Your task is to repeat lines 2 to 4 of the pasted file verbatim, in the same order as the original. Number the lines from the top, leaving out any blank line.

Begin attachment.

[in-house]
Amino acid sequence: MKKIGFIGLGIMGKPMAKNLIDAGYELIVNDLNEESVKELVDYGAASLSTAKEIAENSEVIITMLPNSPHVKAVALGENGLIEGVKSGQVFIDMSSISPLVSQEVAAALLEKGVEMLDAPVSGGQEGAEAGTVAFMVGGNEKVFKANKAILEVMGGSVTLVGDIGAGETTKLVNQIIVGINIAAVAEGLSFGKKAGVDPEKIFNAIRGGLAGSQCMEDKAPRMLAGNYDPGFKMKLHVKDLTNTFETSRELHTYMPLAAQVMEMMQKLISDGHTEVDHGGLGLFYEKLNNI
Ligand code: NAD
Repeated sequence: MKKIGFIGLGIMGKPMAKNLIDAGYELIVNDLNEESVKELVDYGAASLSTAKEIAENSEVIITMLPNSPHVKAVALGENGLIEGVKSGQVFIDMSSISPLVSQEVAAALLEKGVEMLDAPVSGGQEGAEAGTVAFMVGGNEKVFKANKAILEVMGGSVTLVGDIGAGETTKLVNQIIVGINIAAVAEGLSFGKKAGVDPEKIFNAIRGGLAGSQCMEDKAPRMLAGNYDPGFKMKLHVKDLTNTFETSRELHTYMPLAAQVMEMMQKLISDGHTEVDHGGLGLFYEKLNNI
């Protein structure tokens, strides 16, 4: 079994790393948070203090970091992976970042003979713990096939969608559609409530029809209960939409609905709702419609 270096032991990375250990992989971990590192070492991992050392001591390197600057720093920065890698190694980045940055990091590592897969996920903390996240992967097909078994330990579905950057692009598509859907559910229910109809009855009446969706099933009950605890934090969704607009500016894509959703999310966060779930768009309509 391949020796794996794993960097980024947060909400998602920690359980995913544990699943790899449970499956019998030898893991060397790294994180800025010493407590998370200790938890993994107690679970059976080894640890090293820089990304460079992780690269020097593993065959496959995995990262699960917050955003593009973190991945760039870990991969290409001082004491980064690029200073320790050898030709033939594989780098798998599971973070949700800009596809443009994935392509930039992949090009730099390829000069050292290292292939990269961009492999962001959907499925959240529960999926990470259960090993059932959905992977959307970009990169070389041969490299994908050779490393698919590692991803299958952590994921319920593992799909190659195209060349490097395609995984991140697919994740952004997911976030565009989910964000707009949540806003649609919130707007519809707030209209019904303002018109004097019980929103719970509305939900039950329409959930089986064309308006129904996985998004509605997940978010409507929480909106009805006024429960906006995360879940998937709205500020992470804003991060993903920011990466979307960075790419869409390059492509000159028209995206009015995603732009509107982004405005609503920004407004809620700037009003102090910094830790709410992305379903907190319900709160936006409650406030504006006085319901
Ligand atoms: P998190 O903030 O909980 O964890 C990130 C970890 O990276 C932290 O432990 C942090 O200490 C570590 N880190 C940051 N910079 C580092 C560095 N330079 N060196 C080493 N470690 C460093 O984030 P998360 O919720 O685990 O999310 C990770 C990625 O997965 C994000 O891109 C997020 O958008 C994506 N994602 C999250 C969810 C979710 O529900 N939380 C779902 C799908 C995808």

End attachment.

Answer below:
Amino acid sequence: MKKIGFIGLGIMGKPMAKNLIDAGYELIVNDLNEESVKELVDYGAASLSTAKEIAENSEVIITMLPNSPHVKAVALGENGLIEGVKSGQVFIDMSSISPLVSQEVAAALLEKGVEMLDAPVSGGQEGAEAGTVAFMVGGNEKVFKANKAILEVMGGSVTLVGDIGAGETTKLVNQIIVGINIAAVAEGLSFGKKAGVDPEKIFNAIRGGLAGSQCMEDKAPRMLAGNYDPGFKMKLHVKDLTNTFETSRELHTYMPLAAQVMEMMQKLISDGHTEVDHGGLGLFYEKLNNI
Ligand code: NAD
Repeated sequence: MKKIGFIGLGIMGKPMAKNLIDAGYELIVNDLNEESVKELVDYGAASLSTAKEIAENSEVIITMLPNSPHVKAVALGENGLIEGVKSGQVFIDMSSISPLVSQEVAAALLEKGVEMLDAPVSGGQEGAEAGTVAFMVGGNEKVFKANKAILEVMGGSVTLVGDIGAGETTKLVNQIIVGINIAAVAEGLSFGKKAGVDPEKIFNAIRGGLAGSQCMEDKAPRMLAGNYDPGFKMKLHVKDLTNTFETSRELHTYMPLAAQVMEMMQKLISDGHTEVDHGGLGLFYEKLNNI